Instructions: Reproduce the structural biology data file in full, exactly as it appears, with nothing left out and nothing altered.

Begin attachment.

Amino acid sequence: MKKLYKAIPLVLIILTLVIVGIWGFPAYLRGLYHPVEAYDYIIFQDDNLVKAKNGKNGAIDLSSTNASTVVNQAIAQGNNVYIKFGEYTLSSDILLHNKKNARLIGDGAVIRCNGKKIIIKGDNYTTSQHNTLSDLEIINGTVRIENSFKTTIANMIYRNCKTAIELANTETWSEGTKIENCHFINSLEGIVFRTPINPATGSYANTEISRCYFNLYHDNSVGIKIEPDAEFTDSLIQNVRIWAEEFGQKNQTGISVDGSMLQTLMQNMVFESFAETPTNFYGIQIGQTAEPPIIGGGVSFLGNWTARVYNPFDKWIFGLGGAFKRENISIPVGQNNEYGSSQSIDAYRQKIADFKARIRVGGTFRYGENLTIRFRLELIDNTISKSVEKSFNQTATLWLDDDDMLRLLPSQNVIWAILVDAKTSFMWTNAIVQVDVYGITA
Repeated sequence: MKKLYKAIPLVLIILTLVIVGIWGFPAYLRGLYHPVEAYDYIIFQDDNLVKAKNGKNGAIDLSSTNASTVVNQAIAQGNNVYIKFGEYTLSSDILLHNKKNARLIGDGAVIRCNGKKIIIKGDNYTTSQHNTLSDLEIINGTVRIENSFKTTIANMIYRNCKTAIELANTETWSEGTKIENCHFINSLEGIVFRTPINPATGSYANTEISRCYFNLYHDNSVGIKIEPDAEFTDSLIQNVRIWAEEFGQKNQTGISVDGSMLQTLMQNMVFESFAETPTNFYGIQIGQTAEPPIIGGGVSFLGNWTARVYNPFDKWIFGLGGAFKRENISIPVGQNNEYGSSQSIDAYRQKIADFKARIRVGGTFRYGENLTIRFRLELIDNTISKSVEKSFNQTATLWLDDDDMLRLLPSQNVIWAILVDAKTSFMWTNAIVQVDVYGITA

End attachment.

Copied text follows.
Amino acid sequence: MKKLYKAIPLVLIILTLVIVGIWGFPAYLRGLYHPVEAYDYIIFQDDNLVKAKNGKNGAIDLSSTNASTVVNQAIAQGNNVYIKFGEYTLSSDILLHNKKNARLIGDGAVIRCNGKKIIIKGDNYTTSQHNTLSDLEIINGTVRIENSFKTTIANMIYRNCKTAIELANTETWSEGTKIENCHFINSLEGIVFRTPINPATGSYANTEISRCYFNLYHDNSVGIKIEPDAEFTDSLIQNVRIWAEEFGQKNQTGISVDGSMLQTLMQNMVFESFAETPTNFYGIQIGQTAEPPIIGGGVSFLGNWTARVYNPFDKWIFGLGGAFKRENISIPVGQNNEYGSSQSIDAYRQKIADFKARIRVGGTFRYGENLTIRFRLELIDNTISKSVEKSFNQTATLWLDDDDMLRLLPSQNVIWAILVDAKTSFMWTNAIVQVDVYGITA
Repeated sequence: MKKLYKAIPLVLIILTLVIVGIWGFPAYLRGLYHPVEAYDYIIFQDDNLVKAKNGKNGAIDLSSTNASTVVNQAIAQGNNVYIKFGEYTLSSDILLHNKKNARLIGDGAVIRCNGKKIIIKGDNYTTSQHNTLSDLEIINGTVRIENSFKTTIANMIYRNCKTAIELANTETWSEGTKIENCHFINSLEGIVFRTPINPATGSYANTEISRCYFNLYHDNSVGIKIEPDAEFTDSLIQNVRIWAEEFGQKNQTGISVDGSMLQTLMQNMVFESFAETPTNFYGIQIGQTAEPPIIGGGVSFLGNWTARVYNPFDKWIFGLGGAFKRENISIPVGQNNEYGSSQSIDAYRQKIADFKARIRVGGTFRYGENLTIRFRLELIDNTISKSVEKSFNQTATLWLDDDDMLRLLPSQNVIWAILVDAKTSFMWTNAIVQVDVYGITA